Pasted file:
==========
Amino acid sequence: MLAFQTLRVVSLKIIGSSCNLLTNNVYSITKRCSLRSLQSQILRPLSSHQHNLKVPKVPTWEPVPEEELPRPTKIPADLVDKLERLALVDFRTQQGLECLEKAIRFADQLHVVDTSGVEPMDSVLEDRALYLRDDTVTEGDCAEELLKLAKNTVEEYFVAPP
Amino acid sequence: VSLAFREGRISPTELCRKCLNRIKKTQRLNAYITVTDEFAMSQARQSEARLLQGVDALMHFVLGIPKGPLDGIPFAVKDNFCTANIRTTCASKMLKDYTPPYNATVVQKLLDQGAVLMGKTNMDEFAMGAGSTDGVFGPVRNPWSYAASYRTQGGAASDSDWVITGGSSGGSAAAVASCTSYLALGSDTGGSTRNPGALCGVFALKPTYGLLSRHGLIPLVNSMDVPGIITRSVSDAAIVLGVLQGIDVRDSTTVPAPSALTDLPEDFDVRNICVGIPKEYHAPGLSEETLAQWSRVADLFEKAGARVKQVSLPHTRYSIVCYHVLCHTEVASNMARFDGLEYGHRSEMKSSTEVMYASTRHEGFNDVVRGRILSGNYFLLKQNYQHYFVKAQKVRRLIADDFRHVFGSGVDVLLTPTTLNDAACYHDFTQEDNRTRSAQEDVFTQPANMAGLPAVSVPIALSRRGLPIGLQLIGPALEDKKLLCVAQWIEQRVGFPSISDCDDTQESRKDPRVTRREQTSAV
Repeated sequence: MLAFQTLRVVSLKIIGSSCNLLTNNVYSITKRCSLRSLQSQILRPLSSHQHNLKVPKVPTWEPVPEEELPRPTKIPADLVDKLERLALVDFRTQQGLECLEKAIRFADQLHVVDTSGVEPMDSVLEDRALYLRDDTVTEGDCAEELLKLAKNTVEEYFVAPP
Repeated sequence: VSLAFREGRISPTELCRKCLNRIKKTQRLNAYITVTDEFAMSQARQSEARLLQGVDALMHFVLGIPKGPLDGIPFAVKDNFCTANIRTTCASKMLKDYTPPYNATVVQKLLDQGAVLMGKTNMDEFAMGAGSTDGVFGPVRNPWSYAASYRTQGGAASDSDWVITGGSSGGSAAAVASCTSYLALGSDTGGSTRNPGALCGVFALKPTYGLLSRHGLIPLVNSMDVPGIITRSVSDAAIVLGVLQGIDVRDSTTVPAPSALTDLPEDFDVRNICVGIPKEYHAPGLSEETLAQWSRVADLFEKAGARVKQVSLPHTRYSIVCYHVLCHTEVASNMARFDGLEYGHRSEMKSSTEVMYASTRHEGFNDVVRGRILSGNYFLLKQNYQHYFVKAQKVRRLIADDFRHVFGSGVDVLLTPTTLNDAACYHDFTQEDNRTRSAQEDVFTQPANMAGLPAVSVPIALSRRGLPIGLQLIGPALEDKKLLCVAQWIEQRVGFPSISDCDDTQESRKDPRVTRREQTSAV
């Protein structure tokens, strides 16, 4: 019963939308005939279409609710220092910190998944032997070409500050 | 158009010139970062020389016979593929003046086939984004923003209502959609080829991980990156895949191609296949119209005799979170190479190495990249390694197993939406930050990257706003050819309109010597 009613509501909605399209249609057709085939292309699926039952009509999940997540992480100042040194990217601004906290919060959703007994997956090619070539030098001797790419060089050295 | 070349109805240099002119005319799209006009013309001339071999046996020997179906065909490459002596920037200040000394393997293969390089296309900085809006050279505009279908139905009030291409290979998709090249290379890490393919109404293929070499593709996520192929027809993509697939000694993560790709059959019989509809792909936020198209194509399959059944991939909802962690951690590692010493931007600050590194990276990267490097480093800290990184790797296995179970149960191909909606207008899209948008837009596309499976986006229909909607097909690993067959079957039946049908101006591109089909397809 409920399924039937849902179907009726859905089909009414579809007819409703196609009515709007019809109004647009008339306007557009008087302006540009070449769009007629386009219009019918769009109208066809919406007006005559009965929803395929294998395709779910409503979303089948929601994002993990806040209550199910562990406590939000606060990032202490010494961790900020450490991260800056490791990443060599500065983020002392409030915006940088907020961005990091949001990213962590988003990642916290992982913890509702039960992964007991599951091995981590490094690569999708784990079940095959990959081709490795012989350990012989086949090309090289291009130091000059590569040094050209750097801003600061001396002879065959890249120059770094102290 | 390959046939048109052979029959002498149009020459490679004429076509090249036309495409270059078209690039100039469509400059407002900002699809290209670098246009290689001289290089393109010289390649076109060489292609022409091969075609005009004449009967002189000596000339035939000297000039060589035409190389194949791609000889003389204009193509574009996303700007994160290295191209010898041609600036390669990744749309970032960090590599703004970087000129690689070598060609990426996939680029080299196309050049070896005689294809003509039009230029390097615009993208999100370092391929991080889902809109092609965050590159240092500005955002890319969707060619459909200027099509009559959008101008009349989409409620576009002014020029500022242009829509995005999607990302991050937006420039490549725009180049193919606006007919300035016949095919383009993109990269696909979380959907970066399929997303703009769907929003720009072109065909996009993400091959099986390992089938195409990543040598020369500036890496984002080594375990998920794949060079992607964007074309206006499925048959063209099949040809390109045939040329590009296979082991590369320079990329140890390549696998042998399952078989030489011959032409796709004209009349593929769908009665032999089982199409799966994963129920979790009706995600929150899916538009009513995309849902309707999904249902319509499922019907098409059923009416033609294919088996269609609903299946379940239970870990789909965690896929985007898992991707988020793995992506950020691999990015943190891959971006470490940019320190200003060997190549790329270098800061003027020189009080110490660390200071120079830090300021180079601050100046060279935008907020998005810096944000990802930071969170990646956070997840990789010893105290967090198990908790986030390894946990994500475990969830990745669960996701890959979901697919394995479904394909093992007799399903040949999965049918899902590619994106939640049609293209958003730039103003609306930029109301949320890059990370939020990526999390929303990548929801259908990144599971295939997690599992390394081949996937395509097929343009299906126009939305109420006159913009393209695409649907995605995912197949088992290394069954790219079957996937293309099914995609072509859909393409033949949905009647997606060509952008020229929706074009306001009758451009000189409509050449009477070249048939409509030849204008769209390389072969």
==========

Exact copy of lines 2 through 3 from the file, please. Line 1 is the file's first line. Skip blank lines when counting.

Amino acid sequence: VSLAFREGRISPTELCRKCLNRIKKTQRLNAYITVTDEFAMSQARQSEARLLQGVDALMHFVLGIPKGPLDGIPFAVKDNFCTANIRTTCASKMLKDYTPPYNATVVQKLLDQGAVLMGKTNMDEFAMGAGSTDGVFGPVRNPWSYAASYRTQGGAASDSDWVITGGSSGGSAAAVASCTSYLALGSDTGGSTRNPGALCGVFALKPTYGLLSRHGLIPLVNSMDVPGIITRSVSDAAIVLGVLQGIDVRDSTTVPAPSALTDLPEDFDVRNICVGIPKEYHAPGLSEETLAQWSRVADLFEKAGARVKQVSLPHTRYSIVCYHVLCHTEVASNMARFDGLEYGHRSEMKSSTEVMYASTRHEGFNDVVRGRILSGNYFLLKQNYQHYFVKAQKVRRLIADDFRHVFGSGVDVLLTPTTLNDAACYHDFTQEDNRTRSAQEDVFTQPANMAGLPAVSVPIALSRRGLPIGLQLIGPALEDKKLLCVAQWIEQRVGFPSISDCDDTQESRKDPRVTRREQTSAV
Repeated sequence: MLAFQTLRVVSLKIIGSSCNLLTNNVYSITKRCSLRSLQSQILRPLSSHQHNLKVPKVPTWEPVPEEELPRPTKIPADLVDKLERLALVDFRTQQGLECLEKAIRFADQLHVVDTSGVEPMDSVLEDRALYLRDDTVTEGDCAEELLKLAKNTVEEYFVAPP